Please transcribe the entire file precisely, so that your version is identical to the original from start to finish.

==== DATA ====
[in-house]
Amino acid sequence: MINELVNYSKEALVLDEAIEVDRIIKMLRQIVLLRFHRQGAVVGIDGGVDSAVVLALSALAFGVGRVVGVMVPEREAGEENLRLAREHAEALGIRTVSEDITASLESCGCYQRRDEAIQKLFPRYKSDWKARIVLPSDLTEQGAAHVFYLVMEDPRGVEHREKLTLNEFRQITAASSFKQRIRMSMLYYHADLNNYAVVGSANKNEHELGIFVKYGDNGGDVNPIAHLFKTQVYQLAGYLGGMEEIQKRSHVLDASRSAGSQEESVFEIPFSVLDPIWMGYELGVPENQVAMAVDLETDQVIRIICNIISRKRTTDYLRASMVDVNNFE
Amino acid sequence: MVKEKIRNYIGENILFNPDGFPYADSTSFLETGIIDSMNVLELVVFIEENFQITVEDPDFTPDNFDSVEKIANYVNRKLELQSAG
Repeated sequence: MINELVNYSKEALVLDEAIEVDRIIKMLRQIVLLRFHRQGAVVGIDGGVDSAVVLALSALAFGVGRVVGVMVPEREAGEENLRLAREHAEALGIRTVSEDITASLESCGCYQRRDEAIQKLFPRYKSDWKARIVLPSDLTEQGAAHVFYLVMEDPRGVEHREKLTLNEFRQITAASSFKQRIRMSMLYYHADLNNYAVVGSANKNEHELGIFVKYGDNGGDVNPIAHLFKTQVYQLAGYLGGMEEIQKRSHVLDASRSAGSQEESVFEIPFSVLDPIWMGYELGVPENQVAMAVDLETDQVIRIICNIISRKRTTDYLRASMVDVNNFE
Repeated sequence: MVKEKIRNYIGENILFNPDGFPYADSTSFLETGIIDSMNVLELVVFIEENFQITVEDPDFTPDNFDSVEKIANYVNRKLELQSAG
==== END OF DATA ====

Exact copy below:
[in-house]
Amino acid sequence: MINELVNYSKEALVLDEAIEVDRIIKMLRQIVLLRFHRQGAVVGIDGGVDSAVVLALSALAFGVGRVVGVMVPEREAGEENLRLAREHAEALGIRTVSEDITASLESCGCYQRRDEAIQKLFPRYKSDWKARIVLPSDLTEQGAAHVFYLVMEDPRGVEHREKLTLNEFRQITAASSFKQRIRMSMLYYHADLNNYAVVGSANKNEHELGIFVKYGDNGGDVNPIAHLFKTQVYQLAGYLGGMEEIQKRSHVLDASRSAGSQEESVFEIPFSVLDPIWMGYELGVPENQVAMAVDLETDQVIRIICNIISRKRTTDYLRASMVDVNNFE
Amino acid sequence: MVKEKIRNYIGENILFNPDGFPYADSTSFLETGIIDSMNVLELVVFIEENFQITVEDPDFTPDNFDSVEKIANYVNRKLELQSAG
Repeated sequence: MINELVNYSKEALVLDEAIEVDRIIKMLRQIVLLRFHRQGAVVGIDGGVDSAVVLALSALAFGVGRVVGVMVPEREAGEENLRLAREHAEALGIRTVSEDITASLESCGCYQRRDEAIQKLFPRYKSDWKARIVLPSDLTEQGAAHVFYLVMEDPRGVEHREKLTLNEFRQITAASSFKQRIRMSMLYYHADLNNYAVVGSANKNEHELGIFVKYGDNGGDVNPIAHLFKTQVYQLAGYLGGMEEIQKRSHVLDASRSAGSQEESVFEIPFSVLDPIWMGYELGVPENQVAMAVDLETDQVIRIICNIISRKRTTDYLRASMVDVNNFE
Repeated sequence: MVKEKIRNYIGENILFNPDGFPYADSTSFLETGIIDSMNVLELVVFIEENFQITVEDPDFTPDNFDSVEKIANYVNRKLELQSAG